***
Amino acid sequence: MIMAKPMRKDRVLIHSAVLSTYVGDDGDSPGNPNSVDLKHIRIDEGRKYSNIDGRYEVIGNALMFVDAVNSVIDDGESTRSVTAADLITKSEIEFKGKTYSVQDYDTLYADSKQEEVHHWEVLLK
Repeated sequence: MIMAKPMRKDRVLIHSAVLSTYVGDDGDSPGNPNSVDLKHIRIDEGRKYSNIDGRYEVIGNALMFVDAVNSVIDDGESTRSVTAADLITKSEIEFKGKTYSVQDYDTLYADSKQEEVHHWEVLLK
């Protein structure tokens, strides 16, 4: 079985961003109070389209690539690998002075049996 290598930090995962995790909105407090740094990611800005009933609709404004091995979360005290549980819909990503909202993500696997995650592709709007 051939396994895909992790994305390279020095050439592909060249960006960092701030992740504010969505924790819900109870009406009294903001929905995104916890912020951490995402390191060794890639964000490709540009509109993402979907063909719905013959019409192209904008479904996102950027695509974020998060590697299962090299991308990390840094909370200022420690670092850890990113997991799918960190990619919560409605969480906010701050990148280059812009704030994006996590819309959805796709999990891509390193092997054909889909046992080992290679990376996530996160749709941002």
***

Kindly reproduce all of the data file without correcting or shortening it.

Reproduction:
Amino acid sequence: MIMAKPMRKDRVLIHSAVLSTYVGDDGDSPGNPNSVDLKHIRIDEGRKYSNIDGRYEVIGNALMFVDAVNSVIDDGESTRSVTAADLITKSEIEFKGKTYSVQDYDTLYADSKQEEVHHWEVLLK
Repeated sequence: MIMAKPMRKDRVLIHSAVLSTYVGDDGDSPGNPNSVDLKHIRIDEGRKYSNIDGRYEVIGNALMFVDAVNSVIDDGESTRSVTAADLITKSEIEFKGKTYSVQDYDTLYADSKQEEVHHWEVLLK
């Protein structure tokens, strides 16, 4: 079985961003109070389209690539690998002075049996 290598930090995962995790909105407090740094990611800005009933609709404004091995979360005290549980819909990503909202993500696997995650592709709007 051939396994895909992790994305390279020095050439592909060249960006960092701030992740504010969505924790819900109870009406009294903001929905995104916890912020951490995402390191060794890639964000490709540009509109993402979907063909719905013959019409192209904008479904996102950027695509974020998060590697299962090299991308990390840094909370200022420690670092850890990113997991799918960190990619919560409605969480906010701050990148280059812009704030994006996590819309959805796709999990891509390193092997054909889909046992080992290679990376996530996160749709941002």